Voice Recognition Software and Writing Voice

Like many people who write for a living, in the last few months I’ve come up against a wall. Not writer’s block; my brain is chugging along just fine. No, the wall is a purely physical one: Years of typing, years of writing tens of thousands of words every week, has caused a repetitive stress injury. It started in my wrists and hands, which coiled into gnarled claws every morning, so much so that sometimes I couldn’t fully straighten my fingers for 20 minutes or more, and it crept up my right arm and into my rotator cuff, which has turned into my own personal ring of fire.

I wasn’t necessarily responsible about working ergonomically for many years, and as I made adjustments to my working habits, I also started working much more, which seemed to balance things out. I might have been working better, but I was also working harder, so my hands didn’t thank me for it. I can’t stop writing; not just in the sense that it’s what I do for a living and I need to eat, but also because it’s important to me, and it’s not something that I could live without. This, of course, forces me to consider alternatives. How can you write when you can’t write?

The obvious solution is voice recognition software, which I’ve been experimenting with, and ultimately struggling with. Justine Larbalestier wrote about this subject and the way that the software changed her writing voice:

This software does not learn. Instead it tries to school me. I have had to change the way I speak so it can understand me. Slower, with more precise diction, like I am impersonating a robot. I do not feel like myself when I use it.

I’ve been experiencing the same problem. Speaking in neutral, slow tones isn’t the way I express myself and I do feel very robotic when I try to dictate. It also changes my sentences, which as we know tend to be wandery and flowery, with lots of excess punctuation. Dictation software clips my sentences, because it cannot understand complex ones. Friends say they can always tell when I dictate my email because it turns into a series of short, sharp, crisp sentences. Aside from the issue that the software often doesn’t understand me, doesn’t know the words I know, it changes the way I write, forcing me to muffle my voice in order to get the words out at all.

And dictation is also just not how I work. I’m not an oral communicator, I have trouble gathering and expressing my thoughts orally. I can dictate in short bursts, as ideas explode into my head, but then I freeze up. I want my hands on the keyboard, which is so much a part of the process, for me. I want to feel the keys clacking under my fingers as I think about the way I want to express something. I want to type sentences out and then delete them, to skip back over words to fix one that doesn’t work for me, I want to see words slowly seeping across the page. Dictating makes me feel stiff and alien, and my writing is, simply, not as good.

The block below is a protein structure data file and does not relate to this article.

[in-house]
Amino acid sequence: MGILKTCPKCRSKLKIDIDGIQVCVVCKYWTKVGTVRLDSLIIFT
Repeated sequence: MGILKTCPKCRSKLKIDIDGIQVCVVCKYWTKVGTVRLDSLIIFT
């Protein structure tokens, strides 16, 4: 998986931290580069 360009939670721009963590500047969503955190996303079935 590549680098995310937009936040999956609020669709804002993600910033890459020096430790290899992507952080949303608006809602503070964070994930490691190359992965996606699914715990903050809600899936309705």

I’m not using dictation software right now. If I had, this would have taken three times as long and it would have been half as good. So I type, even though I feel the tingling in my arm as I do it, the twinge that spreads across my shoulder, the dull ache in my lower right arm. I know that what I am doing is bad for me, but I cannot stop, and I cannot seem to find an alternative.

There’s a long tradition of suffering for art, often wrapped up in some very romantic ideas about artists injuring themselves for the sake of beauty. I don’t really buy into that; I don’t think that suffering makes art better, or that people should be driven to destroy themselves to create things of beauty, or functionality, or anything else, for other people. Despite my beliefs, though, I find myself trapped in this tradition, of injuring myself for other people (though of course ultimately the core of writing is for the writer, an imperative, to stop writing is to die). I don’t know how many more years my arms will last, before I finally really do become incapable of writing because they’re so painful and my fingers are so dysfunctional.

I think, too, about how many artists who suffered for the sake of creation died alone and in obscurity. Once they were no longer able to create, they fell out of the public eye and lived in poverty. We don’t even know where some of them were buried. They were useful as long as they were producing, and kept producing even though it hurt because they had that internal drive to, and needed to, in order to survive, only to find that survival wasn’t actually guaranteed. I wonder, when I am finally unable to pick a keyboard, if I will be able to train myself to use dictation software even though it feels so very stiff and awkward and wrong, or if perhaps technology will have progressed to the point that some better alternative would be available.

Even if the technology is available, I wonder how it will change my writing voice, how the loss of my hands would also take my voice away, and what that might mean or look like, precisely. When we talk about means and ways of communication, this is what comes to mind to me, more and more, as I attempt to coax my hands into uncurling for one more morning, just one more day, just one more essay, just a little bit further, and wait with dread for the day that I wake up and they are frozen despite all my pleas.